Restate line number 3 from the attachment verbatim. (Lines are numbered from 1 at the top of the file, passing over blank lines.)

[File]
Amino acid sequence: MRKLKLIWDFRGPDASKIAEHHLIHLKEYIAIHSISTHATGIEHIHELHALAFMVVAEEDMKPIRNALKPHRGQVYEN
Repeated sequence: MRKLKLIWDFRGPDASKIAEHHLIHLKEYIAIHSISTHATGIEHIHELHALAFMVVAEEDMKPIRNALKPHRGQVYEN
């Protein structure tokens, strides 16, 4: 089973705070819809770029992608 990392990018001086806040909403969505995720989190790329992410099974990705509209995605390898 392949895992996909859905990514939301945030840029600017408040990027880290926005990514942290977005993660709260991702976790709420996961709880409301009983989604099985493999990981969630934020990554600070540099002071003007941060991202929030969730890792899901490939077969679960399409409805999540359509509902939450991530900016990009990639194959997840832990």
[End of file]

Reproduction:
């Protein structure tokens, strides 16, 4: 089973705070819809770029992608 990392990018001086806040909403969505995720989190790329992410099974990705509209995605390898 392949895992996909859905990514939301945030840029600017408040990027880290926005990514942290977005993660709260991702976790709420996961709880409301009983989604099985493999990981969630934020990554600070540099002071003007941060991202929030969730890792899901490939077969679960399409409805999540359509509902939450991530900016990009990639194959997840832990």